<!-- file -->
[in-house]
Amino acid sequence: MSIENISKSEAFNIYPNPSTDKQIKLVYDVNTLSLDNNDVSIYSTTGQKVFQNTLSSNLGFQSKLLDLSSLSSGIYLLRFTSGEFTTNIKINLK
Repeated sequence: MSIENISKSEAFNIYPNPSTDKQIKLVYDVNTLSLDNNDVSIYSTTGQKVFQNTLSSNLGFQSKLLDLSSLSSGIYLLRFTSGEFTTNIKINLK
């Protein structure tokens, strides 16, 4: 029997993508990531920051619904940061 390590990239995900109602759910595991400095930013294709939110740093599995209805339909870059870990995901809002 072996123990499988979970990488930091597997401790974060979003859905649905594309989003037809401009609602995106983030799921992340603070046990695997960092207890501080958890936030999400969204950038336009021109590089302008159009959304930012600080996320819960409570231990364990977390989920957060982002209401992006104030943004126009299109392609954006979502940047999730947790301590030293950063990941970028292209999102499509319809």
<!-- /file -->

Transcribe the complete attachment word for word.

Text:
[in-house]
Amino acid sequence: MSIENISKSEAFNIYPNPSTDKQIKLVYDVNTLSLDNNDVSIYSTTGQKVFQNTLSSNLGFQSKLLDLSSLSSGIYLLRFTSGEFTTNIKINLK
Repeated sequence: MSIENISKSEAFNIYPNPSTDKQIKLVYDVNTLSLDNNDVSIYSTTGQKVFQNTLSSNLGFQSKLLDLSSLSSGIYLLRFTSGEFTTNIKINLK
């Protein structure tokens, strides 16, 4: 029997993508990531920051619904940061 390590990239995900109602759910595991400095930013294709939110740093599995209805339909870059870990995901809002 072996123990499988979970990488930091597997401790974060979003859905649905594309989003037809401009609602995106983030799921992340603070046990695997960092207890501080958890936030999400969204950038336009021109590089302008159009959304930012600080996320819960409570231990364990977390989920957060982002209401992006104030943004126009299109392609954006979502940047999730947790301590030293950063990941970028292209999102499509319809």